Prostate Gland Health | Prostrate Prostate
I was recently reviewing an article in the New England Journal of Medicine which discussed a review of data from the Prostate Cancer Prevention Trial that was halted in 2003. The federally funded $73 million dollar study had originally been designed to evaluate if the drug finasteride reduced the risk of prostate cancer in men over 55 years old. It was stopped in June of that year due to the clear finding that it did indeed provide a significant benefit. A 25% reduction in risk was seen in men when the data was first released. However, there was at that time, also a concern related to a possible higher risk of higher grade cancers being discovered.
The study reviewed an additional ten years of data, following up on the original 19,000 male study participants. What it showed was that though there was a slight increase in higher grade cancers with the finasteride group, there was no increase in mortality. The higher detection rate is thought to be due to the prostate glands smaller size with the treatment and thus the increased ease of detection via biopsy.
Prostate cancer is a serious health issue in this country. More than 200,000 men in the United States are diagnosed each year, nearly 30,000 of who die. Among those are Arnold Palmer, Colin Powell, Dennis Hopper, John Kerry, Robert DeNiro. The list goes on of men in the public eye who have battled the disease; some ultimately triumphant and other succumbing to it.
The walnut sized gland encircles the urethra, the tube emptying urine from the bladder. As a man ages, the prostate tends to increase in size. This can cause the urethra to narrow and decrease urine flow. This is called benign prostatic hyperplasia or BPH, and it is not the same as prostate cancer. Finasteride has been used to treat this issue for years.
It’s now also been shown that the drug significantly reduce a man’s risk for developing prostate cancer. Though the safety of its use has been debated over the past ten years, this latest follow up suggests that there’s an even greater risk reduction with its use, along with the added reassurance from a safety standpoint on mortality.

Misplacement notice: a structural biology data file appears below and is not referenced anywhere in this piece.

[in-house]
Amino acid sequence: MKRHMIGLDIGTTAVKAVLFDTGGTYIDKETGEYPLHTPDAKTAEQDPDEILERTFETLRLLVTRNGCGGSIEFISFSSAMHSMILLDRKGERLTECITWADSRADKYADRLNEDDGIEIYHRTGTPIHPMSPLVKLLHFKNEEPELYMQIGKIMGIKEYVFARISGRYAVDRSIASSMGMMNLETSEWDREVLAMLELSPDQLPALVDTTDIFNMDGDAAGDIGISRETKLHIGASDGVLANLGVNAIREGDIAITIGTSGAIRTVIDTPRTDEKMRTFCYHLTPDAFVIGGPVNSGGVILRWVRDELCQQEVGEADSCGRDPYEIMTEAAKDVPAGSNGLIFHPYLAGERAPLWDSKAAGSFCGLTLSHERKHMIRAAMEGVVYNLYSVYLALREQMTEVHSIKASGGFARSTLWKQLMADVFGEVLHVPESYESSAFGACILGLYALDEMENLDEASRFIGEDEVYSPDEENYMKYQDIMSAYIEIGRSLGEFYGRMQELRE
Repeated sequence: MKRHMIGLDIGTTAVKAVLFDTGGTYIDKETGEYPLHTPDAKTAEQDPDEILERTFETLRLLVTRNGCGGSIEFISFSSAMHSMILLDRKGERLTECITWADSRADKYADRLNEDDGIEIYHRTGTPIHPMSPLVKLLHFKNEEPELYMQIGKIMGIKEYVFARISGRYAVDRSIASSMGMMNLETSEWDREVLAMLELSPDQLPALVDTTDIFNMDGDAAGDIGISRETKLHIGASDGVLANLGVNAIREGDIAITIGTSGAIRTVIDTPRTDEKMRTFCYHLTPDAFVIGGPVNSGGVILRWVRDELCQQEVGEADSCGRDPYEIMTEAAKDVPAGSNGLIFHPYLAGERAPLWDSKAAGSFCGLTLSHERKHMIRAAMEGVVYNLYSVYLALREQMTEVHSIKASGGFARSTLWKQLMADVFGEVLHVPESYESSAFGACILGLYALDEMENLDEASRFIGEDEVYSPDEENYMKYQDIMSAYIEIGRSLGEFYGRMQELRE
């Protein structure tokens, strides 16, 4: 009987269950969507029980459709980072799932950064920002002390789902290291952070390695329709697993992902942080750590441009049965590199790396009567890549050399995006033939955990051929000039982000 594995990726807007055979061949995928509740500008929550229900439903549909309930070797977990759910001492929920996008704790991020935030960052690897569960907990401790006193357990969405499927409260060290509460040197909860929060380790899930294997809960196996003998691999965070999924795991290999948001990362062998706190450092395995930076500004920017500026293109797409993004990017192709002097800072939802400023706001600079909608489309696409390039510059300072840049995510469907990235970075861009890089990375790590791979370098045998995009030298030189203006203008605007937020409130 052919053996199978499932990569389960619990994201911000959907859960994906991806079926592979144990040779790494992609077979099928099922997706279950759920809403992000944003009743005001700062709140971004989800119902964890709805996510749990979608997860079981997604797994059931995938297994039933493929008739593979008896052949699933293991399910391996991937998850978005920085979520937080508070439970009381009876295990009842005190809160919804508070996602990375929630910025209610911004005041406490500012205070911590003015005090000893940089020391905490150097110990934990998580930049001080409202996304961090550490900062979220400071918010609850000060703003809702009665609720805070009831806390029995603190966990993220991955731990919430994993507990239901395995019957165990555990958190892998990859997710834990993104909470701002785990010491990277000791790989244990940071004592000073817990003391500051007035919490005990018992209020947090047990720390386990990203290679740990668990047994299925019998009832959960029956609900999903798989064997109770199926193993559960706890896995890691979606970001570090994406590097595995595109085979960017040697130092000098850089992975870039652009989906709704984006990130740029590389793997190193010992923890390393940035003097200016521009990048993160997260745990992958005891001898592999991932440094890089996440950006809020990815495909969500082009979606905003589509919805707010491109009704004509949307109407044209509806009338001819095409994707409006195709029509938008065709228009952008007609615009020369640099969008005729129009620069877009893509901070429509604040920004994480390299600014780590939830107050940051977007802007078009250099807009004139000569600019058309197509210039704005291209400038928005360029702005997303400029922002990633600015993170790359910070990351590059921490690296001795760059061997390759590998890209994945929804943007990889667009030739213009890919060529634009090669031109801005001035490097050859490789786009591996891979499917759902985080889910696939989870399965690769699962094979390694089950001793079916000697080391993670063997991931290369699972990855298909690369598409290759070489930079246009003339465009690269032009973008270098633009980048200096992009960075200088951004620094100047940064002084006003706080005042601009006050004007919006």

So what exactly is this drug, finasteride, which can reduce a man’s risk of prostate cancer by a third? Finasteride, which is inexpensive and available generically, is a synthetic drug that blocks the normal metabolism of testosterone. This inhibition had previously been shown to reduce the size of the overall gland and thus it’s historical use for the treatment of its enlargement and the symptoms that come with its enlargement such as nocturia, frequency of urination at night.
As with all drugs, finasteride is not without risk of side effects. Some of those side effects may be considered positive, such as stimulating hair regrowth, and thus its use in the treatment of male pattern baldness. However, there is also a risk of sexual side effects for some that take the drug. And there is a concern for triggering depression in some patients and should thus be used with caution in anyone with a history for mood disorders. Additionally, it is a pregnancy category X, meaning it’s been shown to be toxic to a fetus, and thus should be stored carefully in any household with women of child bearing age.
Men may now be reassured however, that there is a inexpensive medication that can be taken to reduce their risk of prostate cancer, particularly important for someone with a family history. Even when a man survives prostate cancer the treatment of it often involves surgeries and radiation both of which cause significant side effects beyond the immediate costs. A 30% reduction in risk translates to almost 70,000 men each year in this country who can avoid fighting that battle. It’s important to point out the added value of annual screening for prostate cancer in men through medical exams and blood screening (a test called the PSA, or prostate specific antigen). I’d say it’s worth talking about. Particularly with your friends, family and loved ones. And of course your personal family physician.
Dr. Andrew Dale